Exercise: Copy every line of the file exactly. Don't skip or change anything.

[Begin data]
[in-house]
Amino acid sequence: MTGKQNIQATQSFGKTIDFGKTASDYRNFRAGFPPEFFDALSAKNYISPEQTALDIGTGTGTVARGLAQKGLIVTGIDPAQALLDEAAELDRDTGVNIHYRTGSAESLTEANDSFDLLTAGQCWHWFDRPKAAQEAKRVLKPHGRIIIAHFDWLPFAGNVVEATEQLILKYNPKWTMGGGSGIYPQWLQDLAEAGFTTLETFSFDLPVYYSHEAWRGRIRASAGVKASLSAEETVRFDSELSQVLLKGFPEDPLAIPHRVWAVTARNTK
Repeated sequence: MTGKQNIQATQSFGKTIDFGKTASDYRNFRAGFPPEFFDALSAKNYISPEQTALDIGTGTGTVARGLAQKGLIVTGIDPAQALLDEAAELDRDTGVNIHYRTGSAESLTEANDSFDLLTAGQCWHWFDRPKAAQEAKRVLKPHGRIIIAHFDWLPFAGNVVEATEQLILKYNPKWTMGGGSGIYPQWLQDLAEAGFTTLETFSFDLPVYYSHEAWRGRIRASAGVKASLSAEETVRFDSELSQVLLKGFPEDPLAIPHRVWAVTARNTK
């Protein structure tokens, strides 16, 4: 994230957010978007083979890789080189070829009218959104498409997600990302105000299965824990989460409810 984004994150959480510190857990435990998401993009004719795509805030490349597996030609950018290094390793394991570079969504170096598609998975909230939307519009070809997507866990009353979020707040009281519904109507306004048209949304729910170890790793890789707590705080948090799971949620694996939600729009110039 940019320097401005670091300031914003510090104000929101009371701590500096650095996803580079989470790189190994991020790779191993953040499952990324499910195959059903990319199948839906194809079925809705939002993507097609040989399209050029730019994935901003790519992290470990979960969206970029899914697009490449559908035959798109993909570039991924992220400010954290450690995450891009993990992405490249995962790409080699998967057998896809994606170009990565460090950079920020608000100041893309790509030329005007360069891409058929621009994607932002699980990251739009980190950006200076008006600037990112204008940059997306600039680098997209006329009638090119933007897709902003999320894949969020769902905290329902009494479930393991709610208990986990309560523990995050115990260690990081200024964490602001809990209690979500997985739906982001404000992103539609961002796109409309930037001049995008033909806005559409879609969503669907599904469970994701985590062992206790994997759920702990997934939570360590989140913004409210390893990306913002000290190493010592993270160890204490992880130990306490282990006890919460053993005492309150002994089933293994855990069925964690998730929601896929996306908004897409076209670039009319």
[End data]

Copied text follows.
[in-house]
Amino acid sequence: MTGKQNIQATQSFGKTIDFGKTASDYRNFRAGFPPEFFDALSAKNYISPEQTALDIGTGTGTVARGLAQKGLIVTGIDPAQALLDEAAELDRDTGVNIHYRTGSAESLTEANDSFDLLTAGQCWHWFDRPKAAQEAKRVLKPHGRIIIAHFDWLPFAGNVVEATEQLILKYNPKWTMGGGSGIYPQWLQDLAEAGFTTLETFSFDLPVYYSHEAWRGRIRASAGVKASLSAEETVRFDSELSQVLLKGFPEDPLAIPHRVWAVTARNTK
Repeated sequence: MTGKQNIQATQSFGKTIDFGKTASDYRNFRAGFPPEFFDALSAKNYISPEQTALDIGTGTGTVARGLAQKGLIVTGIDPAQALLDEAAELDRDTGVNIHYRTGSAESLTEANDSFDLLTAGQCWHWFDRPKAAQEAKRVLKPHGRIIIAHFDWLPFAGNVVEATEQLILKYNPKWTMGGGSGIYPQWLQDLAEAGFTTLETFSFDLPVYYSHEAWRGRIRASAGVKASLSAEETVRFDSELSQVLLKGFPEDPLAIPHRVWAVTARNTK
């Protein structure tokens, strides 16, 4: 994230957010978007083979890789080189070829009218959104498409997600990302105000299965824990989460409810 984004994150959480510190857990435990998401993009004719795509805030490349597996030609950018290094390793394991570079969504170096598609998975909230939307519009070809997507866990009353979020707040009281519904109507306004048209949304729910170890790793890789707590705080948090799971949620694996939600729009110039 940019320097401005670091300031914003510090104000929101009371701590500096650095996803580079989470790189190994991020790779191993953040499952990324499910195959059903990319199948839906194809079925809705939002993507097609040989399209050029730019994935901003790519992290470990979960969206970029899914697009490449559908035959798109993909570039991924992220400010954290450690995450891009993990992405490249995962790409080699998967057998896809994606170009990565460090950079920020608000100041893309790509030329005007360069891409058929621009994607932002699980990251739009980190950006200076008006600037990112204008940059997306600039680098997209006329009638090119933007897709902003999320894949969020769902905290329902009494479930393991709610208990986990309560523990995050115990260690990081200024964490602001809990209690979500997985739906982001404000992103539609961002796109409309930037001049995008033909806005559409879609969503669907599904469970994701985590062992206790994997759920702990997934939570360590989140913004409210390893990306913002000290190493010592993270160890204490992880130990306490282990006890919460053993005492309150002994089933293994855990069925964690998730929601896929996306908004897409076209670039009319």